A turning point has occurred, a sea change if you will, a sweeping, virtual tsunami of such immutable fury that the modalities of traditional publishing have suffered a full-on fiscal wedgie the likes of which it’s never known.
The Era of the Modern Author has arrived. Today is the writer’s day. Today is your time. And the modern author doesn’t have time to waste. Yet, wasting time on ineffectual marketing efforts that do not translate directly into book sales is what far too many authors today are doing.
While the prospects for launching a book by a new author successfully are now perhaps greater than at any other time, the challenges of doing so are many; the decision to go Big Six, indie press, self-publish, e-book, then wrestle the various aspects uniquely inherent to each, are myriad.
Unfortunately, today publishers expect you to do the work for them. For the most part they print the book while relying on you, the writer, to sell the book. Will you? Can you? Should you?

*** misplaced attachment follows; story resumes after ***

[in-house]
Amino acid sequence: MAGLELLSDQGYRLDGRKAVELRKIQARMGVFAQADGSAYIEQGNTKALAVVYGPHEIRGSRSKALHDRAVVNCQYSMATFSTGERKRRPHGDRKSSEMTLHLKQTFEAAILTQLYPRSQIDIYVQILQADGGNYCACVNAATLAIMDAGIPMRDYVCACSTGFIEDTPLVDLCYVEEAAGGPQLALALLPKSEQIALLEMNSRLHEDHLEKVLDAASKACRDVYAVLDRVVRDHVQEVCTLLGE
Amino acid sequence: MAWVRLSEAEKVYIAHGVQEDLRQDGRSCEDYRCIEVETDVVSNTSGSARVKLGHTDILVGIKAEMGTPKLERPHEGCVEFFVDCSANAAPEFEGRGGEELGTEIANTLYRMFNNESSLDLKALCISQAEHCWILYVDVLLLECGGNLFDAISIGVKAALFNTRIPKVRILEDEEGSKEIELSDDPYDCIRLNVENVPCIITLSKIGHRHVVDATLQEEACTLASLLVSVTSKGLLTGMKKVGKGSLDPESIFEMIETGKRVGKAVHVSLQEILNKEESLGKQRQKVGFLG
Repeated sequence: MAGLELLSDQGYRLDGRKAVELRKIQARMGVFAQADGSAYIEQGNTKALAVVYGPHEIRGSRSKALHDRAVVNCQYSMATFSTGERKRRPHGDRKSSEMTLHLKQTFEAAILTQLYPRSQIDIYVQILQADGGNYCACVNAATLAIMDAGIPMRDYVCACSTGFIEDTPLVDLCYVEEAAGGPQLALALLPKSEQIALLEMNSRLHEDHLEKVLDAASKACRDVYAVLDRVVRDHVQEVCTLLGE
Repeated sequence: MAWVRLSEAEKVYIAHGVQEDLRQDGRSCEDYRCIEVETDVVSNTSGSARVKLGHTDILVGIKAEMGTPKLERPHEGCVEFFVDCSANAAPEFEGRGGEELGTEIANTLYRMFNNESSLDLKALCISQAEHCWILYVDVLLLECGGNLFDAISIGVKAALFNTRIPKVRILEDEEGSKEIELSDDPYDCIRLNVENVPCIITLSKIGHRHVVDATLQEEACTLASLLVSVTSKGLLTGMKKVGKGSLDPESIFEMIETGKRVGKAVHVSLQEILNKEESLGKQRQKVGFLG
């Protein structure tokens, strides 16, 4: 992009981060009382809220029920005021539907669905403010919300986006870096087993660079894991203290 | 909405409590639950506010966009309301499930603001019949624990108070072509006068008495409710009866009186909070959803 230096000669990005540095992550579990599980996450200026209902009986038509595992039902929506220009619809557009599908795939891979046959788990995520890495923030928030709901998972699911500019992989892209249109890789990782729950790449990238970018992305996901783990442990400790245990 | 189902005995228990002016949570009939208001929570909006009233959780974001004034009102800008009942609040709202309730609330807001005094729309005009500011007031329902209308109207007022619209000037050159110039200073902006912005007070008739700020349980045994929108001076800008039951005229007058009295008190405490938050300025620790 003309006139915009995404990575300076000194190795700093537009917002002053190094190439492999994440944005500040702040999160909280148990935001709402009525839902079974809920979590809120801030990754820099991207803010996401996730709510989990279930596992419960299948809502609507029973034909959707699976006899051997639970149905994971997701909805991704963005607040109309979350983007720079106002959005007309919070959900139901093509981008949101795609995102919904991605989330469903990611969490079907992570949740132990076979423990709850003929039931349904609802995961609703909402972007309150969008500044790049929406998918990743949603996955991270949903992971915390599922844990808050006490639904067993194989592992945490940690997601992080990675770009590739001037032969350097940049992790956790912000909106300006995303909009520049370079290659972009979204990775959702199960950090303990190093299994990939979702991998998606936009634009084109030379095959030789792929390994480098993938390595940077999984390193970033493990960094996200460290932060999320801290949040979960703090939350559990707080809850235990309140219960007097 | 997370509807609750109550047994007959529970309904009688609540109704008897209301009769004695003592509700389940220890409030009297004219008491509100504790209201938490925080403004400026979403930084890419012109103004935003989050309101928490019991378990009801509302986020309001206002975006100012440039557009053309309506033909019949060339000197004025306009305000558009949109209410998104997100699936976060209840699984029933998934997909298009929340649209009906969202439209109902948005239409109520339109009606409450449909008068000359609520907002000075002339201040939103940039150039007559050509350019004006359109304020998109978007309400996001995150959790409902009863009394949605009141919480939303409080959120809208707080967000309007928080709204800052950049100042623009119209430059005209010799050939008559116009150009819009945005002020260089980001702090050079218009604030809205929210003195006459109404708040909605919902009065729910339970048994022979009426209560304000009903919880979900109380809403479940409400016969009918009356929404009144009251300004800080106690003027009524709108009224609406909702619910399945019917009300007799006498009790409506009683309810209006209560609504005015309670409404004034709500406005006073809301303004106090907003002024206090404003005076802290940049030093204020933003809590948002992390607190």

Online, it’s about eyeballs. From provocative book trailers and author profile videos to dynamic personal websites and global social networks, readers everywhere plant their eyes on the Internet to discover new authors, mingle with up-and-coming authors, or simply stay informed about the progress of a cherished author’s next book.
Landing those eyeballs on your book can make all the difference between breakout success or a swift dip in the remainders bin. For the modern author, falling victim to much of the hype surrounding “platform” building and “branding” can result in a time-suck of such magnitude that finishing a next book, let alone successfully launching the current one, may seem impossible.